On May 10, 2011, Indiana governor Mitch Daniels signed a strong youth sports concussion safety act (Senate Enrolled Act 93) into law, becoming the sixteenth state since May 2009 to enact such a law, a number that now stands at 31 plus the District of Columbia (as of January 2, 2012).
The key provisions of the law, which goes into effect on July 1, 2011 and is modeled on the groundbreaking Zackery Lystedt Law enacted by Washington State two years earlier, are as follows:
- Covers school sports and non-school sports programs: A 2014 amendment extended the coverage to non-school "organizing entities" that use property owned, leased, or maintained by the state or other political subdivision.
- Guidelines/education. Requires the development and dissemination of concussion guidelines, information sheets and forms to inform and educate coaches, student athletes and parents of the nature and risk of concussion, including the risks of continuing to play after concussion or head injury.
- Mandatory consent: requires youth athletes and a parent and/or guardian sign and return a concussion and head injury information sheet on a yearly basis before the athlete's first practice or being allowed to compete;
- Immediate removal if concussion suspected. Youth athletes suspected of having sustained a concussion in a practice or game must be immediately removed from competition; and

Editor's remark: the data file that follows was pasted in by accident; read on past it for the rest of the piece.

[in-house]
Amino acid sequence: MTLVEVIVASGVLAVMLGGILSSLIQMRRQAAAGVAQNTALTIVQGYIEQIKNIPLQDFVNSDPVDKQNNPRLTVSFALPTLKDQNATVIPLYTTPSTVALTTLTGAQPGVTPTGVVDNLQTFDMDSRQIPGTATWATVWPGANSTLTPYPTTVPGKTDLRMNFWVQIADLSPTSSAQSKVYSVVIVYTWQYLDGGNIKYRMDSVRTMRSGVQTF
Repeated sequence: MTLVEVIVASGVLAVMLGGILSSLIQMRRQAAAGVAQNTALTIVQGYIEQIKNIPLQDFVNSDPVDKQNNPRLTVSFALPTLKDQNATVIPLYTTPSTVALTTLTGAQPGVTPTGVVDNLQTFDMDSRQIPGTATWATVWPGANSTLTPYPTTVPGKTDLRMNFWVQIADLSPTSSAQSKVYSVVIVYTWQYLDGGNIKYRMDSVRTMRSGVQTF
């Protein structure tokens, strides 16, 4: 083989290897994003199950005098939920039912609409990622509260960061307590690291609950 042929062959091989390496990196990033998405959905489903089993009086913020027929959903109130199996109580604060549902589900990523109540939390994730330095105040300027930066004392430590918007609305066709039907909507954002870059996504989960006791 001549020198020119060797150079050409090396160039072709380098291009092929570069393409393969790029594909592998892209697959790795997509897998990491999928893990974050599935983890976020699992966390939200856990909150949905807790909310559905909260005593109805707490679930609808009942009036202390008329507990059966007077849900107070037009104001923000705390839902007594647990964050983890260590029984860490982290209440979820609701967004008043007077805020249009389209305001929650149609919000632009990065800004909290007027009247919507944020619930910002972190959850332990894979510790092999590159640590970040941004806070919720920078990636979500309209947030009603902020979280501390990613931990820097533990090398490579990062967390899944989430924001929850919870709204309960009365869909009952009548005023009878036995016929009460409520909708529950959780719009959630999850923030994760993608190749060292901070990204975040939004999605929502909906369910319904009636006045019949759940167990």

- Clearance before return to play.
Youth athletes who have been taken out of a game because of a
suspected concussion are not allowed to return to play until after:
- waiting 24 hours;
- being evaluated by a health care provider with specific training in the evaluation and management of concussions
- receiving written clearance to return to play from that health care provider (this does not strictly bar same day return to play).
- Legal immunity: A licensed health care provider who evaluates a student athlete for concussion and in good faith authorizes a student athlete to return to play is not liable for civil damages resulting from an act or omission in the rendering of an evaluation unless the acts or omissions constitute gross negligence or willful or wanton misconduct.
James R. Whitehead, CEO of the American College of Sports Medicine (ACSM), said, "In passing this law, the Indiana General Assembly has gotten something very right. SEA93 marks a significant step forward in protecting the health and safety of youth athletes. It is highly appropriate that Indiana - the home of the American College of Sports Medicine - should pass an effective concussion law."
NFL Commissioner, Roger Goodell, said in a statement, that "We are pleased that Governor Daniels and the Indiana General Assembly have recognized that steps must be urgently taken to protect children and young student-athletes from preventable concussions and other brain injuries."
Posted May 24, 2011; revised March 30, 2015